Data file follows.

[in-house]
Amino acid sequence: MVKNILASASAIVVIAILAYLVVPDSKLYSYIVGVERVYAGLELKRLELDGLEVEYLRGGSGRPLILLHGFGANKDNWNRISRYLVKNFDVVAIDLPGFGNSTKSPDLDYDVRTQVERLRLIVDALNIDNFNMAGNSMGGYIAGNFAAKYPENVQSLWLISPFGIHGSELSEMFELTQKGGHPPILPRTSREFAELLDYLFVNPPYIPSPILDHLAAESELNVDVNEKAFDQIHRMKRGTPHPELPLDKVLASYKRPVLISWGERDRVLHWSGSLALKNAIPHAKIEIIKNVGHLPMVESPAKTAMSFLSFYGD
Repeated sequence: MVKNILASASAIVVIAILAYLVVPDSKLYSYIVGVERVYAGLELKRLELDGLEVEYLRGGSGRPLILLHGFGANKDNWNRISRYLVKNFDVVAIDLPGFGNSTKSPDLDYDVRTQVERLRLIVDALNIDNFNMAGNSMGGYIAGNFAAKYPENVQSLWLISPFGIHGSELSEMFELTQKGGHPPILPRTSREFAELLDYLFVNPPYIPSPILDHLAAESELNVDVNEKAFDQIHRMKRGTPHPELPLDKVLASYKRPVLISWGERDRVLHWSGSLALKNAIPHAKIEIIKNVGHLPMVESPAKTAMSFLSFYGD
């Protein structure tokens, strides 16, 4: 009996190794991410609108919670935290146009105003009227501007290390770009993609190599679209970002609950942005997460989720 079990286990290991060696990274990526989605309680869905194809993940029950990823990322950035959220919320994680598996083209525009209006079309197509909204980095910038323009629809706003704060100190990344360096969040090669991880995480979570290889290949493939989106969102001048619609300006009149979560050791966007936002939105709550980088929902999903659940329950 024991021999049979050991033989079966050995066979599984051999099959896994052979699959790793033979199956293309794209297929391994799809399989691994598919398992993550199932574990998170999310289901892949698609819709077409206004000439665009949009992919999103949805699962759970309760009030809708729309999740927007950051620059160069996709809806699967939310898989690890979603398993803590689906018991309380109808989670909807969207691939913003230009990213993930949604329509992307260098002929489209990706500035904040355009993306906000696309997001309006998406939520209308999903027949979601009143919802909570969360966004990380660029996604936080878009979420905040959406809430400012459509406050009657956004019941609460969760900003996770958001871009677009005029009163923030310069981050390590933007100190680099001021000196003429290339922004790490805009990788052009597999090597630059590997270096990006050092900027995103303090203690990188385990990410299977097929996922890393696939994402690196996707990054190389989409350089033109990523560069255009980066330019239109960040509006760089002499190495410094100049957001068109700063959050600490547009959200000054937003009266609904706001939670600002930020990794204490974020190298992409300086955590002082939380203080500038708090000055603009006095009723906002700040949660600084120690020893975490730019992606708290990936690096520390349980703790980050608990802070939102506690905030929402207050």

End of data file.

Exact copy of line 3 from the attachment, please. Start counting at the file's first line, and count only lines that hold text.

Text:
Repeated sequence: MVKNILASASAIVVIAILAYLVVPDSKLYSYIVGVERVYAGLELKRLELDGLEVEYLRGGSGRPLILLHGFGANKDNWNRISRYLVKNFDVVAIDLPGFGNSTKSPDLDYDVRTQVERLRLIVDALNIDNFNMAGNSMGGYIAGNFAAKYPENVQSLWLISPFGIHGSELSEMFELTQKGGHPPILPRTSREFAELLDYLFVNPPYIPSPILDHLAAESELNVDVNEKAFDQIHRMKRGTPHPELPLDKVLASYKRPVLISWGERDRVLHWSGSLALKNAIPHAKIEIIKNVGHLPMVESPAKTAMSFLSFYGD